Chapter 2 - WHERE AND/OR what?
I know what I want, and I know what I don't want.
First of all table manners
If you have any modicum of attention to detail, you must have been questioning yourself about capitalised letters, commas, and the use of single and double quotes.
If not, get ready for a crash course on coding etiquette!
Why you should capitalise some code
The dune compiler will read all 4 lines the same, just as all food that you eat will end up into a big warm mushy soup in your tummy.
SELECT * FROM table
Select * From table
select * from table
SeLeCt * frOM table
However in the spirit of orderliness, I tend to capitalise all machine targeted instructions, so that future readers of my code know which part is standard instruction and which is a ‘user generated data’.
Food is so much nicer to appreciate when well presented, as is code.
Why you should use indentation
As your queries gets more and more complicated (in a few weeks time your queries will likely hit the 200 lines on average) it gets harder and harder to read, even for yourself!
By taking an early habit of using indentation, you will make both debugging and building easier for yourself. Here are 2 identical queries:
With an intention to make you squint:
Both give identical results, but the first one is easier to understand as we can see clearly which data we are pulling, and all the conditions attached to the query, line by line.
Above is a link to Simon Holywell’s guide to sql styling, this is the “Mein Kampf” of SQL styling Nazis, OCD people will orgasm when they read that.
I am more of a libertarian in the sense that I believe styling is a personal choice, but it still matters as styling is a reflection of your mind, and orderly minds have orderly styles.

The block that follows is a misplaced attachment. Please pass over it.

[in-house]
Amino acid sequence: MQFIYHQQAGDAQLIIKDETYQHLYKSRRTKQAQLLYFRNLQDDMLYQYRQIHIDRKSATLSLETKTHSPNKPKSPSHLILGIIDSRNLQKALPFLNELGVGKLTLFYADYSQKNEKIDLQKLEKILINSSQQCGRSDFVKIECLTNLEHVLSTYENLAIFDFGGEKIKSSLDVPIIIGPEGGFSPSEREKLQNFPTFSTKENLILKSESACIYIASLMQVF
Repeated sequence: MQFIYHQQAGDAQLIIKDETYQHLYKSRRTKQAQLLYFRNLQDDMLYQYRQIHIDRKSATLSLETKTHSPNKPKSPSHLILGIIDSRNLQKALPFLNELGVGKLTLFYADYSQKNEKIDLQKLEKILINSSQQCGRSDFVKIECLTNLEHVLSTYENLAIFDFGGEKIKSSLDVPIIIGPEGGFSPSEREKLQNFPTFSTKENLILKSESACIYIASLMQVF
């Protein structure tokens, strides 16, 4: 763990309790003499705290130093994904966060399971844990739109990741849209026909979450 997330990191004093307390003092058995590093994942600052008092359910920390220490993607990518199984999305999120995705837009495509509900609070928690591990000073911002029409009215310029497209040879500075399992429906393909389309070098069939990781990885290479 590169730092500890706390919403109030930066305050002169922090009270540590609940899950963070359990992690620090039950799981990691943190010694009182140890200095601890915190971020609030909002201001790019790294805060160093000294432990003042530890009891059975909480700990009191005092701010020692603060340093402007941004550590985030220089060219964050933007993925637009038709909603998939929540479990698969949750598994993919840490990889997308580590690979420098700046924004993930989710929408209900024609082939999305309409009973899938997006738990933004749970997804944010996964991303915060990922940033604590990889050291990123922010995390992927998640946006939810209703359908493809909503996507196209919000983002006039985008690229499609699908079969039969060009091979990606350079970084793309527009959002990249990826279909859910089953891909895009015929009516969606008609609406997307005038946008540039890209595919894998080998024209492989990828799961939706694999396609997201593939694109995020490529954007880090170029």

Now back onto actual query learning!!!
WHERE is your bread and butter as an apprentice wizard, it is you most used logical operator.
Let’s dive into
WHERE with a practical example with a simple query on our sample data table from Chapter 1:
SELECT minute, price, symbol, contract_address FROM dune_user_generated."april_2022_dex_token_prices_sample_1" WHERE symbol = 'WETH'
And by running the above we get the results below:
The first thing you will notice is that this query returns 43,200 rows, as opposed to the initial query from Chapter 1, which returned 86,400 rows.
This is because we told the machine to only give us the rows of data where the data in the symbol column exactly matched the word ‘WETH’. So all the rows where the symbol column was not ‘WETH’ got removed from the query results.
WHERE is a useful but capricious tool, if you want to have multiple conditions (e.g looking up the rows where symbol is ‘WETH’ and minute is after a certain date), you can’t use WHERE multiple times, instead you must use
This won’t work:
SELECT minute, price, symbol, contract_address FROM dune_user_generated.april_2022_dex_token_prices_sample_1 WHERE symbol = 'WETH' WHERE minute > '2022-04-19 23:59'
But this will work:
SELECT minute, price, symbol, contract_address FROM dune_user_generated.april_2022_dex_token_prices_sample_1 WHERE symbol = 'WETH' AND minute > '2022-04-19 23:59'
Multiple AND work as well:
SELECT minute, price, symbol, contract_address FROM dune_user_generated.april_2022_dex_token_prices_sample_1 WHERE symbol = 'WETH' AND minute > '2022-04-19 23:59' AND minute < '2022-04-26 23:59'
WHERE OR is another way
WHERE can be used which is slightly different from the